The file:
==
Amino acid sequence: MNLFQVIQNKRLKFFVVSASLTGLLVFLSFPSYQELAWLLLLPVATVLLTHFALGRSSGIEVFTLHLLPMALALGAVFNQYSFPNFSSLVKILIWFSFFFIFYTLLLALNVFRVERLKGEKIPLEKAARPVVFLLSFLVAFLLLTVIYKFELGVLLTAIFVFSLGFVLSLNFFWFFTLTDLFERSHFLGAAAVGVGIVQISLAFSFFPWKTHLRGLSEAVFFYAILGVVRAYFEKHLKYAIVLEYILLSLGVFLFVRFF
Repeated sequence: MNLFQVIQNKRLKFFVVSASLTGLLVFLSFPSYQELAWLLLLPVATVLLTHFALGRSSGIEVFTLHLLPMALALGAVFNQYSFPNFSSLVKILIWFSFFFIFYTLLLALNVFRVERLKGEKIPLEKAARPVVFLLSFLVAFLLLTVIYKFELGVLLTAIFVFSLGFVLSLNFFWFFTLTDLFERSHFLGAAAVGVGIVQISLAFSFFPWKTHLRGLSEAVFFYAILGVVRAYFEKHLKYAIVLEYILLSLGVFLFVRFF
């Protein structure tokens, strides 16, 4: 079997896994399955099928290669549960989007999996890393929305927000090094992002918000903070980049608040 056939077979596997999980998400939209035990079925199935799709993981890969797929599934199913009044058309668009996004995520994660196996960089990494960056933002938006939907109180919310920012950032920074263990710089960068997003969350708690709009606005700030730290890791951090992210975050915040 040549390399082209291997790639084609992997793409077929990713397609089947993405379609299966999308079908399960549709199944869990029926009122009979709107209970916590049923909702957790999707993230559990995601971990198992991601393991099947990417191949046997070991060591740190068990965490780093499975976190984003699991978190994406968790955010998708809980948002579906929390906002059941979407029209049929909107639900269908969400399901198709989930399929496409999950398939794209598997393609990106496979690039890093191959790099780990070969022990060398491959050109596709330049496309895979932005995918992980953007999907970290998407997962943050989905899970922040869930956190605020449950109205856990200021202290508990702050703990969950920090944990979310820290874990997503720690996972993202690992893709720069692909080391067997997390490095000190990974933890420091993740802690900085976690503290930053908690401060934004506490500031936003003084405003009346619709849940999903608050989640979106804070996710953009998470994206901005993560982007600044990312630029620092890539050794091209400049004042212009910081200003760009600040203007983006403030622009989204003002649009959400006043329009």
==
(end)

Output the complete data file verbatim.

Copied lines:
Amino acid sequence: MNLFQVIQNKRLKFFVVSASLTGLLVFLSFPSYQELAWLLLLPVATVLLTHFALGRSSGIEVFTLHLLPMALALGAVFNQYSFPNFSSLVKILIWFSFFFIFYTLLLALNVFRVERLKGEKIPLEKAARPVVFLLSFLVAFLLLTVIYKFELGVLLTAIFVFSLGFVLSLNFFWFFTLTDLFERSHFLGAAAVGVGIVQISLAFSFFPWKTHLRGLSEAVFFYAILGVVRAYFEKHLKYAIVLEYILLSLGVFLFVRFF
Repeated sequence: MNLFQVIQNKRLKFFVVSASLTGLLVFLSFPSYQELAWLLLLPVATVLLTHFALGRSSGIEVFTLHLLPMALALGAVFNQYSFPNFSSLVKILIWFSFFFIFYTLLLALNVFRVERLKGEKIPLEKAARPVVFLLSFLVAFLLLTVIYKFELGVLLTAIFVFSLGFVLSLNFFWFFTLTDLFERSHFLGAAAVGVGIVQISLAFSFFPWKTHLRGLSEAVFFYAILGVVRAYFEKHLKYAIVLEYILLSLGVFLFVRFF
């Protein structure tokens, strides 16, 4: 079997896994399955099928290669549960989007999996890393929305927000090094992002918000903070980049608040 056939077979596997999980998400939209035990079925199935799709993981890969797929599934199913009044058309668009996004995520994660196996960089990494960056933002938006939907109180919310920012950032920074263990710089960068997003969350708690709009606005700030730290890791951090992210975050915040 040549390399082209291997790639084609992997793409077929990713397609089947993405379609299966999308079908399960549709199944869990029926009122009979709107209970916590049923909702957790999707993230559990995601971990198992991601393991099947990417191949046997070991060591740190068990965490780093499975976190984003699991978190994406968790955010998708809980948002579906929390906002059941979407029209049929909107639900269908969400399901198709989930399929496409999950398939794209598997393609990106496979690039890093191959790099780990070969022990060398491959050109596709330049496309895979932005995918992980953007999907970290998407997962943050989905899970922040869930956190605020449950109205856990200021202290508990702050703990969950920090944990979310820290874990997503720690996972993202690992893709720069692909080391067997997390490095000190990974933890420091993740802690900085976690503290930053908690401060934004506490500031936003003084405003009346619709849940999903608050989640979106804070996710953009998470994206901005993560982007600044990312630029620092890539050794091209400049004042212009910081200003760009600040203007983006403030622009989204003002649009959400006043329009």